It's striking that Peter offered the return of Christ and the commencement of the Millennium if only the children of Israel would repent (Acts 3:19–21). I don't doubt that the Son of Man will come from Heaven to receive a kingdom (Daniel 7:13–14). Right now we're living in that intermediate period, where He is sitting at God's right hand, waiting for His enemies to be made His footstool. And there are deep and profound consequences of that.

But at the same time, He's now in Heaven for us. This is worth contemplating.



Friday, February 19, 2021

Ponzi Scheme

There is a recurring theme in a lot of the sermons I've been hearing over the last couple decades. It seems like a lot of people believe that our primary role is evangelism. I heard one recording where the speaker said the best way to honor the Lord is to share the gospel with lost sinners. I'm not convinced that's true.

I know, 2 Timothy 4:5 says, "do the work of an evangelist." Isn't that a slam dunk? Doesn't that prove we're to focus on witnessing?

Well... it's a little more complicated than that. Let's start with the context of that verse: v. 9 says "Use diligence to come to me quickly," and then goes on to detail that he should bring Mark, a cloak, and manuscripts (2 Timothy 4:9–13). I find it interesting that people are quick to say 2 Timothy 4:5 is a command to us, who don't then make a pilgrimage to Troas. It's clearly the same person being addressed in v. 5 and v. 9–13. What reason do we have to think the one verse applies to us, but the others do not?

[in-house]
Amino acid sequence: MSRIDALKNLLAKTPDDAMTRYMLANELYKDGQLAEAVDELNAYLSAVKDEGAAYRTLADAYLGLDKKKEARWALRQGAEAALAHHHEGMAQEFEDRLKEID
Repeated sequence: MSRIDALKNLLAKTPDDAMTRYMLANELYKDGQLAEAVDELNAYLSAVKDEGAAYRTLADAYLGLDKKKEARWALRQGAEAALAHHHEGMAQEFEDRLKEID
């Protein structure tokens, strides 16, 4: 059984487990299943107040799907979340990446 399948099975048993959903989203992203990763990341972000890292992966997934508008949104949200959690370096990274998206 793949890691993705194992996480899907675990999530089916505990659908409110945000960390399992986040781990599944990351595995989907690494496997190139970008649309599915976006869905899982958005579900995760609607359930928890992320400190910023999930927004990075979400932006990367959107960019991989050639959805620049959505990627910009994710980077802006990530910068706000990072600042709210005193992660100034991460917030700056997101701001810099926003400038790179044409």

I'm not trying to be pugilistic here, I'm just pointing out that reading 2 Timothy 4:5 as a command to us is an untenable hermeneutical position. There's not justification for it in the text. It's a command to Timothy, not to us. And the context makes that clear.

Just today I read an article that said, "Let’s start with the premise that the paramount mission of the church is the proclamation of the gospel and creation of disciples" (emphasis in the original). That's quite a statement, and one the author doesn't really demonstrate from the texts he quotes (Matthew 28:19, Mark 16:15).  There are (at least) two problems with this reasoning:

First, the Lord wasn't addressing the church, which didn't exist at the time. He was addressing the Eleven. 

Second, I don't see anything in the text that claims these verses are somehow more important than the rest of what the Lord commanded. I know it's common to label those passages "the Great Commission", but the Scripture does not. There's nothing in the text to suggest these verses take primacy over anything else the Lord commanded. It's just not there.